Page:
Plus, Murder in the Air features an airship. I mean, c’mon…

4. Timecop (1994, screenplay by Mark Verheiden, directed by Peter Hyams)
Yes, it’s technically science fiction, so this is a bit of a cheat—more of those to come—but they’re not in space and there’s a lot more kicking, so I figured I could get away with it.

And if you know what that was a reference to, I’ll PayPal you a dollar.

Based on a Dark Horse Comics story by Verheiden, Phil Hester and Marc Warner, Timecop stars Jean-Claude Van Damme in the first of his collaborations with director Hyams. The former kickboxing, cyborg universal soldier plays Walker, an agent for a federal agency tasked with policing the flow of time and making sure no one effs with it. Walker is pretty sure U.S. Senator McComb (the reliable, late, lamented Ron Silver) is doing exactly that and intends to stop him.

In addition to the kicking, there’s also a lot of jumping back and forth to various points in time, some doubling-back on scenes we’ve already seen, and some fun idea and rules about how time travel is allowed to work. Through it all, Van Damme turns in a good performance, probably his best until JCVD, and Hyams keeps things moving at a brisk, understandable pace.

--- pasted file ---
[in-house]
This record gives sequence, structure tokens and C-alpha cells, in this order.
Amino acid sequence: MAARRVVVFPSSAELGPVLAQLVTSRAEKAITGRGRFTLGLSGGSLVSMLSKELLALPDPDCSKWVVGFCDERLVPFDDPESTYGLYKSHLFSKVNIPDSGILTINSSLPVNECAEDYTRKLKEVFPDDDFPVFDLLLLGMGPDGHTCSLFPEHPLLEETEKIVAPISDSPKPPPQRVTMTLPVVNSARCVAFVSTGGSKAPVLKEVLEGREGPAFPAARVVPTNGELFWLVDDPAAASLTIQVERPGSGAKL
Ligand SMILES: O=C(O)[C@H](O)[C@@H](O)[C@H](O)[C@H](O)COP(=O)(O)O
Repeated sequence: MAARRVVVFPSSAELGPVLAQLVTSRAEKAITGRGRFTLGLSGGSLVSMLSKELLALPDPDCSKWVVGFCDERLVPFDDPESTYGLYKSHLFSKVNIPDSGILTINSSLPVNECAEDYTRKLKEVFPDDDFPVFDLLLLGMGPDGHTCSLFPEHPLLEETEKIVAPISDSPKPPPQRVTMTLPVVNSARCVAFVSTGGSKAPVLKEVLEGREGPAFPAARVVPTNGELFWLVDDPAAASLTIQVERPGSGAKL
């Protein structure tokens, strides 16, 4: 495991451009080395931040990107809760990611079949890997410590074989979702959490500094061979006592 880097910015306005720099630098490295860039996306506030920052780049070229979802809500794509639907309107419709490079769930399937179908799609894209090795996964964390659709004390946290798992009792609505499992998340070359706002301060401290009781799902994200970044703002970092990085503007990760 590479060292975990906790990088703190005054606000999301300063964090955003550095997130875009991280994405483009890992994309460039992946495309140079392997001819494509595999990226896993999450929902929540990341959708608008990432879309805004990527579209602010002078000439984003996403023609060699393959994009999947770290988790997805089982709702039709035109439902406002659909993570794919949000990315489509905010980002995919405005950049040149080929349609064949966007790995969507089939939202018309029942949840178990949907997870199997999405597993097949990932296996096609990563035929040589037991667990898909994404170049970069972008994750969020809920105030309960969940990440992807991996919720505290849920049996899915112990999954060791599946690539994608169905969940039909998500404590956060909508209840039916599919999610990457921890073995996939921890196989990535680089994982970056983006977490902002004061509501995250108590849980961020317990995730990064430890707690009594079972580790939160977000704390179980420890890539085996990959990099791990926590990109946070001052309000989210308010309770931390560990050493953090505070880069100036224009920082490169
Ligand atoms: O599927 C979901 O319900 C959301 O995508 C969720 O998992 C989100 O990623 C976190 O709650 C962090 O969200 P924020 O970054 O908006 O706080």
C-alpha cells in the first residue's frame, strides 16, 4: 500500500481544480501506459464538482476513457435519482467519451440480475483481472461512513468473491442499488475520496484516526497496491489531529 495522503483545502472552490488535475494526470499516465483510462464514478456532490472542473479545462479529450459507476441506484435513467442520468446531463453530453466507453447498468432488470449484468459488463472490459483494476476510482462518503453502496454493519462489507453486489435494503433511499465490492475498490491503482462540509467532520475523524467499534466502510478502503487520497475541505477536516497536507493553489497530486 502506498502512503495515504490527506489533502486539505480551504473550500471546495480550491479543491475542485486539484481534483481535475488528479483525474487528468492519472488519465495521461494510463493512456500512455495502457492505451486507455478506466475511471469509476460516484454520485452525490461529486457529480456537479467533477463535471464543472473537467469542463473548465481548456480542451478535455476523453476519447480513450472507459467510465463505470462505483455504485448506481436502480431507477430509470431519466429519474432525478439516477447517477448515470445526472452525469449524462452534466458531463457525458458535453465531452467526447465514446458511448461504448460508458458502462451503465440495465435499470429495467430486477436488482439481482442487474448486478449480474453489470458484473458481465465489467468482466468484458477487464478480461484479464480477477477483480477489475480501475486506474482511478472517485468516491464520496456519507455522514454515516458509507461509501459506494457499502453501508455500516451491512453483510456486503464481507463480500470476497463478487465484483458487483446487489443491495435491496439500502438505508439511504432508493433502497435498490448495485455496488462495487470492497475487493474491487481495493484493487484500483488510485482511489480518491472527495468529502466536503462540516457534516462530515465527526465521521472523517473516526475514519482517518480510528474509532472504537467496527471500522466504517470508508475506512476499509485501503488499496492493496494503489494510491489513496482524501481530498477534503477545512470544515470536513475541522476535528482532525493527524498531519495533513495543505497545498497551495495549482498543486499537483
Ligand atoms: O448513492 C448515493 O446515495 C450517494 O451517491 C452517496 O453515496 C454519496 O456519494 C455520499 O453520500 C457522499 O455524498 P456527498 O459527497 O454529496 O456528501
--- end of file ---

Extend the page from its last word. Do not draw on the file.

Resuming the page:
Timecop is not Primer, it’s not even Back to the Future Part III, but it is semi-slick B-movie fun.

Plus, Mia Sara plays Walker’s imperiled wife. I mean, c’mon…


3. The Mask of Fu Manchu (1932, screenplay by Irene Kuhn, Edgar Allan Woolf and John Willard, directed by Charles Brabin)
Fair warning, this movie contains a lot of racial insensitivity, but it’s really fun.
Boris Karloff and Myra Loy play father and daughter. And Asians. Karloff’s insidious Dr. Fu Manchu is out to get the mask and sword of Genghis Khan, which he believes will enable him to destroy the “white race” obviously. It’s up to a team of adventurers, including Lewis Stone, Jean Hersholt and future Durango Kid Charles Starrett, to stop him.